Monday, February 13, 2017

My Great Grandfather, Queen Marie and the Maryhill Museum



It is Valentine's Day 2017.  Love is in the air.   It is only fitting to write about romance.

Thomas Tileston Wells 1865-1946
Queen Marie of Romania 1875 - 1938

My great-grandfather, Thomas Tileston Wells, may have had an affair with Queen Marie of Romania.*  What is the evidence for this assertion?

Queen Marie's Chair
Maryhill Museum
Goldendale WA
1) My own grandmother, Georgina Van Rensselaer (Wells' only daughter), believed that her father had an affair with Queen Marie.
Queen Marie Bust
Maryhill Museum, Goldendale WA

2) Queen Marie had an "open" marriage with King Ferdinand of Romania.  She had many affairs with a number of men including at least one other American  -- William Waldorf Astor.  Queen Marie was a spirited woman and the granddaughter of Queen Victoria.



3) Wells, an American, served in New York City as Honorary Consul from Romania from 1918 until 1941.  Queen Marie, who died in 1938, was, in a sense, Wells' boss.  It must have been unusual and somewhat irregular for an American to serve as a Romanian diplomat.


In 1926 Wells helped to organize Queen Marie's visit to the United States.  Marie had led her nation into war on the Allied side during World War I and was a hero to many Americans.  She was widely accounted to be a fearless Amazonian leader with a much stronger character than her feckless husband.  Queen Marie visited spots such as Niagara Falls.  She also went out west to Washington State where she dedicated the building that became known as the Maryhill Museum in Goldendale on the banks of the Columbia River.

Queen Marie's 1926 Visit to the USA

The Maryhill Museum (http://www.maryhillmuseum.org/) is one of America's most extraordinary museums.  Far from any major city, it is open seasonally each year from March to November.

Native American Gloves
Maryhill Museum
It offers an eclectic combination of Rodin sculptures, Native American art and artifacts from the reign of Queen Marie.  The structure for the museum was built by Sam Hill (en.wikipedia.org/wiki/Samuel_Hill) an entrepreneur who was a pioneer in road and highway construction in the west.  This museum is well worth a visit when you are in the northwest.

Maryhill Museum
Goldendale WA
Rodin Thinker
Maryhill Museum of Art

You will learn much more about Wells' adventures and misadventures in An Adventure in 1914!


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* Who was Queen Marie of Romania?  In America Invades we wrote this about Queen Marie of Romania...

Mrs Cortlandt Schuyler Van Rensselaer
Née Georgina Wells
"My grandmother, Georgina Wells (1902-1997), had visited Romania twenty-one times by her twenty- first birthday, becoming acquainted with Romania’s Queen Marie, a granddaughter of Queen Victoria and daughter of Prince Alfred, brother of the future King Edward VII.

Queen Marie of Romania
During World War I, Romania, like us, initially remained neutral but later, influenced by Queen Marie, joined the Allied side. As a result, most of Romania ended up being occupied by enemy troops in the ensuing conflict. However, Queen Marie, with the assistance of her friend the American dance pioneer Loie Fuller, got hold of a major American loan that helped the Romanians to resist.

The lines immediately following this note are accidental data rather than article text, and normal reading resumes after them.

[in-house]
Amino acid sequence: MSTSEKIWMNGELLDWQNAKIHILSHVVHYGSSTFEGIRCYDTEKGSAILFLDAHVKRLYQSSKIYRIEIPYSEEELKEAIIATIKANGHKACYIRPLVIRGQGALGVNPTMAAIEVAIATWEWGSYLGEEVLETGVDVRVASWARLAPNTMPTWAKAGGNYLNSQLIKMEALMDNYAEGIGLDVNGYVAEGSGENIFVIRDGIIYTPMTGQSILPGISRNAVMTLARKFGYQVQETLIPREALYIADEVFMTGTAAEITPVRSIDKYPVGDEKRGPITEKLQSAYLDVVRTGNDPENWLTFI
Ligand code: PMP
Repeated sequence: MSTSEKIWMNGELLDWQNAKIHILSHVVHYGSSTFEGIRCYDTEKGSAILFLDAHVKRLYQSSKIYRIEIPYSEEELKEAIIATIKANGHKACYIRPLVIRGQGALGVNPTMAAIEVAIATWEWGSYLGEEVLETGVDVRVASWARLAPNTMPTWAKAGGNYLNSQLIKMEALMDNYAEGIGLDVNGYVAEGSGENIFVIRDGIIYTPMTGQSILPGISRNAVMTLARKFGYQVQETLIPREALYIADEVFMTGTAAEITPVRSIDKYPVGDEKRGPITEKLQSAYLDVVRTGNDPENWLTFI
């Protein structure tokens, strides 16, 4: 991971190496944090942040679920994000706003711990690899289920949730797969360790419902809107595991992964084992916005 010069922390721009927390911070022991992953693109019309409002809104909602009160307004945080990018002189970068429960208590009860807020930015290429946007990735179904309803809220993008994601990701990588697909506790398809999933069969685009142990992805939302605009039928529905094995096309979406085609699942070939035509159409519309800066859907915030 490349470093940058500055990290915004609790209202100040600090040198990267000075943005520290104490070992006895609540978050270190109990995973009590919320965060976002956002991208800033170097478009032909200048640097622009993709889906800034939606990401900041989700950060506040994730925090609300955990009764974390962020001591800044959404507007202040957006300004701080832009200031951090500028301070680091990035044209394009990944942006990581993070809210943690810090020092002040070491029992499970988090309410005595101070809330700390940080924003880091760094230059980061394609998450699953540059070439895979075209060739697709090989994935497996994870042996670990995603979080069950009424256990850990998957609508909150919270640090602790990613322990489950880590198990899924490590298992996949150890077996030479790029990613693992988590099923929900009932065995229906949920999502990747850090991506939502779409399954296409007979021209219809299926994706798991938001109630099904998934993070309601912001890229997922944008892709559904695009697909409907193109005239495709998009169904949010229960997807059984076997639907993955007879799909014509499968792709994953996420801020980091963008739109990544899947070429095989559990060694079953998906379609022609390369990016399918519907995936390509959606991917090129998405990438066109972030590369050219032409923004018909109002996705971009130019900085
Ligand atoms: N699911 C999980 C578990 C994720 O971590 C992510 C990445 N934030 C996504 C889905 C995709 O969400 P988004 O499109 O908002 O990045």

When the Russian Revolution took Russia out of the war, Romania found it could not fight on alone, and it was forced to seek peace with the enemy. It only re-entered the war (on the Allied side) on November 10, a day before the armistice.
Loie Fuller Poster
Maryhill Museum of Art
Goldendale WA
After the Allied victory in 1919, Romania received some compensation for all its suffering. Thanks largely, once again, to the energetic efforts of Queen Marie, a woman to some extent in her grandmother’s mold, Romania acquired large tracts of territory that had previously been part of the Austro-Hungarian and Russian Empires.

Queen Marie's Crown
Maryhill Museum
In 1926, this soldier queen made a triumphant visit to the United States facilitated by Thomas Tileston Wells. Despite having played such a significant role in World War I, she was not, however, to play any part in World War II. She died in 1938."



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Sunday, February 12, 2017

Trajan and the Dacian Invasion

Trajan's Column Rome. Italy

Trajan's Column looms about 13 stories above street level in Rome.  The famous column depicts the Roman invasion of Dacia from the 2nd Century.

The Palazzo Valentini in Rome affords an amazing glimpse into life in a villa in the heart of Rome (http://www.palazzovalentini.it/en/).  The multi-media tour of the Domus Romane is available in several languages including English and Russian.  Sadly though understandably, photography is not allowed (see video below).  The tour ends with film that offers a detailed explanation of Trajan's Column.

Base of Trajan's Column, Rome Italy
Taken from Palazzo Valentini, Rome
Here is what we had to say about the Dacian invasion in the Romania chapter of Italy Invades: How Italians Conquered the World...